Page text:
The Common Language Specification (CLS) is a set of rules that describe in vivid detail the minimal and complete set of features a given .NET-aware compiler must support to produce code that can be hosted by the CLR, while at the same time be accessed in a uniform manner by all languages that target the .NET platform. In many ways, the CLS can be viewed as a subset of the full functionality defined by the CTS.

The CLS is ultimately a set of rules that compiler builders must conform to, if they intend their products to function seamlessly within the .NET universe. Each rule is assigned a simple name (e.g., "CLS Rule 6") and describes how this rule affects those who build the compilers as well as those who (in some way) interact with them. The crème de la crème of the CLS is the mighty Rule 1:

• Rule 1: CLS rules apply only to those parts of a type that are exposed outside the defining assembly.

Given this rule, you can (correctly) infer that the remaining rules of the CLS do not apply to the logic used to build the inner workings of a .NET type. The only aspects of a type that must conform to the CLS are the member definitions themselves (i.e., naming conventions, parameters, and return types). The implementation logic for a member may use any number of non-CLS techniques, as the outside world won't know the difference.

To illustrate, the following Add() method is not CLS-compliant, as the parameters and return values make use of unsigned data (which is not a requirement of the CLS):

Public Class Calc

' Exposed unsigned data is not CLS compliant!

Public Function Add(ByVal x As ULong, ByVal y As ULong) As ULong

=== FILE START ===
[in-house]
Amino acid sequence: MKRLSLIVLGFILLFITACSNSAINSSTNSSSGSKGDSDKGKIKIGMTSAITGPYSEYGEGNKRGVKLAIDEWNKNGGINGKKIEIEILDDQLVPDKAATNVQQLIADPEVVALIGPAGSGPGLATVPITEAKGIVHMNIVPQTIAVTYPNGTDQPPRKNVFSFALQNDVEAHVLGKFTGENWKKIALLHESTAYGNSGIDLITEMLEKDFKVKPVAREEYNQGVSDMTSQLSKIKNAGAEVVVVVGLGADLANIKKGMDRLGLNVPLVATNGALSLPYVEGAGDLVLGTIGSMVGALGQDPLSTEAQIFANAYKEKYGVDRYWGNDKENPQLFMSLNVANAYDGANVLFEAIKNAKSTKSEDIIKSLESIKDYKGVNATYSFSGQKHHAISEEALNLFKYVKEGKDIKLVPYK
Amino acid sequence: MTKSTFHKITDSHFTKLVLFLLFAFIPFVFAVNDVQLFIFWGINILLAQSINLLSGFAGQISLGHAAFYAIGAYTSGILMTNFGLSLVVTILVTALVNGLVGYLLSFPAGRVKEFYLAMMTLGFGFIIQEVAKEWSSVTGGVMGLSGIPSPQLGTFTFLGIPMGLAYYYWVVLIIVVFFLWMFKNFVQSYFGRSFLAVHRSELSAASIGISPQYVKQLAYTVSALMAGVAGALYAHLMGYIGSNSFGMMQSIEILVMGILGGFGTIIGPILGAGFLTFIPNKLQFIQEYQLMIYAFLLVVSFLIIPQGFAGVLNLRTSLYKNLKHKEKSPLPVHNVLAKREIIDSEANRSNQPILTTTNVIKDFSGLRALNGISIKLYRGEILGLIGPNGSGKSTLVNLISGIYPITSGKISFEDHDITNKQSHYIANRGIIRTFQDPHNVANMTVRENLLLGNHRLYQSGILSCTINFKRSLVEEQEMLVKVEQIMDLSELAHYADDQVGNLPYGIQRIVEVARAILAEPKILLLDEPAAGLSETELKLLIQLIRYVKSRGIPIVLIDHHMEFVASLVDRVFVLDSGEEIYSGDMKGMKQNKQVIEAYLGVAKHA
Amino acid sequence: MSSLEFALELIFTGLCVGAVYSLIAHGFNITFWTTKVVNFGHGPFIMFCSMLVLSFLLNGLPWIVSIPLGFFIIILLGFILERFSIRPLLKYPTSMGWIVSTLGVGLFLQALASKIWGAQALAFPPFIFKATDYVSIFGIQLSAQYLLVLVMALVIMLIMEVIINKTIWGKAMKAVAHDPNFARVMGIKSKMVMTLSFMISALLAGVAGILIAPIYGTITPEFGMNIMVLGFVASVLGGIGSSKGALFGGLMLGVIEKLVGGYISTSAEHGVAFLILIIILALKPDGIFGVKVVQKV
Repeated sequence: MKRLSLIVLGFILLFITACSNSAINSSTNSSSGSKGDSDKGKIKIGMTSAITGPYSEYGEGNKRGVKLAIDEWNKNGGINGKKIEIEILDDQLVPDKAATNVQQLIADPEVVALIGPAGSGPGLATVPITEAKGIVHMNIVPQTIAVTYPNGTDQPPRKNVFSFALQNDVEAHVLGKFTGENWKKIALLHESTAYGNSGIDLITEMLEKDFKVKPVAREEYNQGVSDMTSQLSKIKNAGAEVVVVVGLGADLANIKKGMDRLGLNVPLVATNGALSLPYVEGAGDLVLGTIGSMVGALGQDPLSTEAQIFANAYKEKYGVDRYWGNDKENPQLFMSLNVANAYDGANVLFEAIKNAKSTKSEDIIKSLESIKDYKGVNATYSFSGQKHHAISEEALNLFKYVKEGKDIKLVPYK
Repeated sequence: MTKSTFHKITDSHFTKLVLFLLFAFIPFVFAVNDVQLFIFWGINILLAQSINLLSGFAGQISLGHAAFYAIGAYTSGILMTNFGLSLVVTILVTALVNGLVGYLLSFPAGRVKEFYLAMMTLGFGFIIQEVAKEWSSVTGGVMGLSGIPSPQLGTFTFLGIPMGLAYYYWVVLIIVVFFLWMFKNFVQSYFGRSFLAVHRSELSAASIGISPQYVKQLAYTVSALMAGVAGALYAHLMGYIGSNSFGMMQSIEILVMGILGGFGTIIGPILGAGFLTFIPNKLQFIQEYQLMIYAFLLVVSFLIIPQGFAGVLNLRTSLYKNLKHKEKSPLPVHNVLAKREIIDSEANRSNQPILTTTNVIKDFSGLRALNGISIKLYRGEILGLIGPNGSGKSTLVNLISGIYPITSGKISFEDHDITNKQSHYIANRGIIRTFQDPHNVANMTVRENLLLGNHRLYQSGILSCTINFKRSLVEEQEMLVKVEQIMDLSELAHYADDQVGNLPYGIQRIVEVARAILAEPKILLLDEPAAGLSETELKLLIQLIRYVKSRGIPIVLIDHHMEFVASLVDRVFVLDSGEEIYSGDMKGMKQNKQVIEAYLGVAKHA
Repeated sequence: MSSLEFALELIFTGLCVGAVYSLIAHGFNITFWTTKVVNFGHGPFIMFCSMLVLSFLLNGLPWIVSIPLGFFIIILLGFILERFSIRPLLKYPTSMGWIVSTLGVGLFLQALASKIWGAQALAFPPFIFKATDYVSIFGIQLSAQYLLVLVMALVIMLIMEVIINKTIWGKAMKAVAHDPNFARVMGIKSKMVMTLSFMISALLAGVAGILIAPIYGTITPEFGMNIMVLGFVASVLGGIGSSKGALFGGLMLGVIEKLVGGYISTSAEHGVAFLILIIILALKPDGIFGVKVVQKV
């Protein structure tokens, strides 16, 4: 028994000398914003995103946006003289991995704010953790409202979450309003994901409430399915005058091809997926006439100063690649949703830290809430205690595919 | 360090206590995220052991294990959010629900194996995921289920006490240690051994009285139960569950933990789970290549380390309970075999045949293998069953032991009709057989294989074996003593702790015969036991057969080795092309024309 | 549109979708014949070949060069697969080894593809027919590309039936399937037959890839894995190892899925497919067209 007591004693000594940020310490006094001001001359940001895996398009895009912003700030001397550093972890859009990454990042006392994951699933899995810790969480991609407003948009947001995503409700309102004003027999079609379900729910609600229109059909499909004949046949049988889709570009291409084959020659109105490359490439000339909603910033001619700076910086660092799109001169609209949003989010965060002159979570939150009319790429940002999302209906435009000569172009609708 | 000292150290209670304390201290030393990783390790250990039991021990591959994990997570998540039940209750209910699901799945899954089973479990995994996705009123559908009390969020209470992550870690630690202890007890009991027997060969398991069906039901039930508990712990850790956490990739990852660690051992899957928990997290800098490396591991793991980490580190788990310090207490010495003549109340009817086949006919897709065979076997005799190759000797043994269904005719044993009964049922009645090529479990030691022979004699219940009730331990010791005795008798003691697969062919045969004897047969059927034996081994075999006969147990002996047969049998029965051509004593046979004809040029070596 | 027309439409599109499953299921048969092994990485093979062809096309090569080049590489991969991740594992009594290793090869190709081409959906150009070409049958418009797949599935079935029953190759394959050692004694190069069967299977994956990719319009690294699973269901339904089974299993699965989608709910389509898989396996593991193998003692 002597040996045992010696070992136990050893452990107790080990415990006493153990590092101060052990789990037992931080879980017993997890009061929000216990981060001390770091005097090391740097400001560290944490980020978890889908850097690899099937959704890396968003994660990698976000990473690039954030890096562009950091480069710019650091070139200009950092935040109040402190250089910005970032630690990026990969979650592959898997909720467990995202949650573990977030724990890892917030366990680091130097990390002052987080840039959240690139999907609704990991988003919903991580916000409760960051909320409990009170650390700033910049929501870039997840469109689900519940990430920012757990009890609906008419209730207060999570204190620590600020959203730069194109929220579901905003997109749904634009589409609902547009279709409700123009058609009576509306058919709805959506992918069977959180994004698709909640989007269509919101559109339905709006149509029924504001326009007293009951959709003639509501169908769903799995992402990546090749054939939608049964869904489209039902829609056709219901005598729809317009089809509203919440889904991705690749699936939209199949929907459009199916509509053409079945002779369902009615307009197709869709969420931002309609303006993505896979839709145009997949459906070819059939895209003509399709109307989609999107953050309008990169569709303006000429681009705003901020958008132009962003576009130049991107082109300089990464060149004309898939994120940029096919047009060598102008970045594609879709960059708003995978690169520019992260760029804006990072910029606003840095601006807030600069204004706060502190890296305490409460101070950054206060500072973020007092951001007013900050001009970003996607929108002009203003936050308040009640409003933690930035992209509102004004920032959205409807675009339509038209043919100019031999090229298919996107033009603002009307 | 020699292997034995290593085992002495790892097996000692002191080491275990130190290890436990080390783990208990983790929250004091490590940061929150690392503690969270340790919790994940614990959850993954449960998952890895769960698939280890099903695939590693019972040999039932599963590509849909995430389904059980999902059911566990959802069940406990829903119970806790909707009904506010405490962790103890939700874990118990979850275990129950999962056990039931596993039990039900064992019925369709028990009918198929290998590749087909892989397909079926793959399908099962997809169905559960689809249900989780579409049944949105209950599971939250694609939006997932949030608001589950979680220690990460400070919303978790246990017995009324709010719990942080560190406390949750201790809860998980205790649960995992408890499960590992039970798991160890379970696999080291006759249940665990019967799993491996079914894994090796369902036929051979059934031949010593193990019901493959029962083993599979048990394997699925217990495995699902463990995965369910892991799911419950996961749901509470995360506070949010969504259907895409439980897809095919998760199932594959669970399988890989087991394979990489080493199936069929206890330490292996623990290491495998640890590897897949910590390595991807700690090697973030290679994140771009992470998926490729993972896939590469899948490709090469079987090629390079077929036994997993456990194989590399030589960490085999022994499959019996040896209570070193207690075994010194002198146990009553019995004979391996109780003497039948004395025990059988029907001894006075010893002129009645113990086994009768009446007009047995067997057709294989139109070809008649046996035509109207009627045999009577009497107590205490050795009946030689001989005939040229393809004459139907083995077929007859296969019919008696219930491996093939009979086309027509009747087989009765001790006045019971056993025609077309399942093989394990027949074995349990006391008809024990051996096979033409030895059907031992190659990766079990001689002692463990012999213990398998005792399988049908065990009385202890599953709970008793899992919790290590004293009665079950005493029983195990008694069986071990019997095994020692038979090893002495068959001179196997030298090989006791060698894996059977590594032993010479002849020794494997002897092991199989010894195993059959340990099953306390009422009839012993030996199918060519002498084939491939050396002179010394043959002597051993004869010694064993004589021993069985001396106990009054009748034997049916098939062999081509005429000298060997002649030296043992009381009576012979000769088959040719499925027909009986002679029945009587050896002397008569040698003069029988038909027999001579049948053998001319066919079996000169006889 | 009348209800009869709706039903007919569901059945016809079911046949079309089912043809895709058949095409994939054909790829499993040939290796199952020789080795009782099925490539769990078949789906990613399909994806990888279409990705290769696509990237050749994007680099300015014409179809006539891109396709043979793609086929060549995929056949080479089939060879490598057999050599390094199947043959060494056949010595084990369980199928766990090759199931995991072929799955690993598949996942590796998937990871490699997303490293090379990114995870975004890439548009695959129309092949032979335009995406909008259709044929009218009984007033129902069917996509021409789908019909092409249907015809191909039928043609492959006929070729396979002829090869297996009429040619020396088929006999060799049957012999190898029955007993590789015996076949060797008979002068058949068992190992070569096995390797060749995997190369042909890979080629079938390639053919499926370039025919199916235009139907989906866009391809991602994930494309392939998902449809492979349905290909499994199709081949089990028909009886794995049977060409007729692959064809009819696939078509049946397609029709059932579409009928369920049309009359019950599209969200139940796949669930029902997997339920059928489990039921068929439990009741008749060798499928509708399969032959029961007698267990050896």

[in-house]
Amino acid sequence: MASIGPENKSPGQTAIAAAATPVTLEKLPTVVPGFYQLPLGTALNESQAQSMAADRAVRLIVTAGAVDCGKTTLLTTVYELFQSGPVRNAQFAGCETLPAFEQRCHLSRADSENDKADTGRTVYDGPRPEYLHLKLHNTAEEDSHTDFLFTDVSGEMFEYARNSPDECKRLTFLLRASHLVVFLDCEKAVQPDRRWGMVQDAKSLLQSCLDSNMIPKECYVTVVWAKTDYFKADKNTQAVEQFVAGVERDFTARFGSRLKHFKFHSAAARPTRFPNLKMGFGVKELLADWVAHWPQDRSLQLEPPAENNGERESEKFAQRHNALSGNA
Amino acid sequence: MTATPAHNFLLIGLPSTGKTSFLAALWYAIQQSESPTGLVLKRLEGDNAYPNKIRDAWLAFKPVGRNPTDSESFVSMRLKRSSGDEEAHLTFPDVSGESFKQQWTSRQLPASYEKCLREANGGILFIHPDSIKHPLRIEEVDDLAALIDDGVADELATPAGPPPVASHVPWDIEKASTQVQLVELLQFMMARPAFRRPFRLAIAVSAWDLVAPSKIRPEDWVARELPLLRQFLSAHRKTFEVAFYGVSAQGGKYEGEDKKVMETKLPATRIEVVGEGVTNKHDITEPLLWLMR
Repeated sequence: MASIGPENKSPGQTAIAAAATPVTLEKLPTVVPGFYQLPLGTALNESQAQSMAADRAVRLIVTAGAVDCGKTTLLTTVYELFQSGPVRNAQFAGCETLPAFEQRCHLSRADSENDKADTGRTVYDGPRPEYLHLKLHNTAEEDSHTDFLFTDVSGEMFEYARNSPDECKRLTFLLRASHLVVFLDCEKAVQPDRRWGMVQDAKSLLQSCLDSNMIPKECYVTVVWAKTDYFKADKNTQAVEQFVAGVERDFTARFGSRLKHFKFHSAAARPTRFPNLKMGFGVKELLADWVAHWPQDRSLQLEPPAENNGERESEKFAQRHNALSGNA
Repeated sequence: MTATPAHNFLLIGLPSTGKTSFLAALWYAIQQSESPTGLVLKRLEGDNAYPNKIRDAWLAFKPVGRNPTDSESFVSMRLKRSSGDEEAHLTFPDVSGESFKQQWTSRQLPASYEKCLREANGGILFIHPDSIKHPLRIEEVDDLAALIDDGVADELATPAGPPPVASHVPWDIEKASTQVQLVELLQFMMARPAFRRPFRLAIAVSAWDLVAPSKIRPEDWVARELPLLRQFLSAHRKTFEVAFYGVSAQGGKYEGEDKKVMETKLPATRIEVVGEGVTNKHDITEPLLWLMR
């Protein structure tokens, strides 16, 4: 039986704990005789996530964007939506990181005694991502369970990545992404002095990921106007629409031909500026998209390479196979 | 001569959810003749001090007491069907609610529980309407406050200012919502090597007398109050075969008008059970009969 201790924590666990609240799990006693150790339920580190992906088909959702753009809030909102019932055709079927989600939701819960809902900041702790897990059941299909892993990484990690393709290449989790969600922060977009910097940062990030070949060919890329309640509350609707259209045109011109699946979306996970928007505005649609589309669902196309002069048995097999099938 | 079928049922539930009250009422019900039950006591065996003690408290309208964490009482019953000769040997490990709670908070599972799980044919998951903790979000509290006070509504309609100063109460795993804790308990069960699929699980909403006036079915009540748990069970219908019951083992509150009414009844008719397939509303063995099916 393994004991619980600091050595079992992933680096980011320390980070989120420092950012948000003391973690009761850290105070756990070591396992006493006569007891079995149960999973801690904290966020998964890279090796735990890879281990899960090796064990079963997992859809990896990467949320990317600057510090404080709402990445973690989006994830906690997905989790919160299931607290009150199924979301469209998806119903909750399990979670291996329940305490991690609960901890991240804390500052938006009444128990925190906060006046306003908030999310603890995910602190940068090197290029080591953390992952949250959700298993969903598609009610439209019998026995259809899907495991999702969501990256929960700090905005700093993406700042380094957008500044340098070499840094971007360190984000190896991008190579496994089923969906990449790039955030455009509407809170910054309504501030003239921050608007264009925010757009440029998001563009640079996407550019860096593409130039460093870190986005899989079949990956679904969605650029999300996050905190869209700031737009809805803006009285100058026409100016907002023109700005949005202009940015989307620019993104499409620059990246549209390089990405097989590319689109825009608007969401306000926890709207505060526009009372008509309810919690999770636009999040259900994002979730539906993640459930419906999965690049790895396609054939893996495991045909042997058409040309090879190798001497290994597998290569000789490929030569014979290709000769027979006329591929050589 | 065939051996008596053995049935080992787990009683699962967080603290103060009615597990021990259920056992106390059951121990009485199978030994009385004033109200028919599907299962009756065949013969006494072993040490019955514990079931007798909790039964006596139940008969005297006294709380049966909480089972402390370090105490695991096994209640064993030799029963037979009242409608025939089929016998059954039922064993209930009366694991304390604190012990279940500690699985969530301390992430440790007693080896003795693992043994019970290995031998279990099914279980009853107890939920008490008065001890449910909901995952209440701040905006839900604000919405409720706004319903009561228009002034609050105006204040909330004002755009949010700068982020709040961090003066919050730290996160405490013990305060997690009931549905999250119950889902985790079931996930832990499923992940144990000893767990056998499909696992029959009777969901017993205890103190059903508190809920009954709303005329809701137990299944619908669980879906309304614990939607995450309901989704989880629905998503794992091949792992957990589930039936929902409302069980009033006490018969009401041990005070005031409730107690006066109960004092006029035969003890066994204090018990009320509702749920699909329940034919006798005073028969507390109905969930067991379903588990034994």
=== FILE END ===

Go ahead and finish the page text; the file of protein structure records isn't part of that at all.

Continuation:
Return x + y End Function End Class

However, if you were to simply make use of unsigned data internally as follows: Public Class Calc

Public Function Add(ByVal x As Integer, ByVal y As Integer) As Integer ' As this ULong variable is only used internally, ' we are still CLS compliant.

Dim temp As ULong = 0

Return x + y End Function End Class you would have still conformed to the rules of the CLS, and could rest assured that all .NET languages are able to invoke the Add() method.

Of course, in addition to Rule 1, the CLS defines numerous other rules. For example, the CLS describes how a given language must internally represent text strings, how enumerations should be represented internally (the base type used for storage), how to define shared members, and so forth. Luckily, you don't have to commit these rules to memory to be a proficient .NET developer. Again, by and large, an intimate understanding of the CTS and CLS specifications is only of interest to tool/compiler builders.

Ensuring CLS Compliance

As you will see over the course of this book, VB 2008 does define a few programming constructs that are not CLS-compliant. The good news, however, is that you can instruct the VB 2008 compiler to check your code for CLS compliance using a single .NET attribute:

' Tell the compiler to check for CLS compliance.

<Assembly: System.CLSCompliant(True)>

Chapter 16 dives into the details of attribute-based programming. Until then, simply understand that the <CLSCompliant()> attribute will instruct the VB 2008 compiler to check each and every line of code against the rules of the CLS. If any CLS violations are discovered, you receive a compiler error and a description of the offending code.

Understanding the Common Language Runtime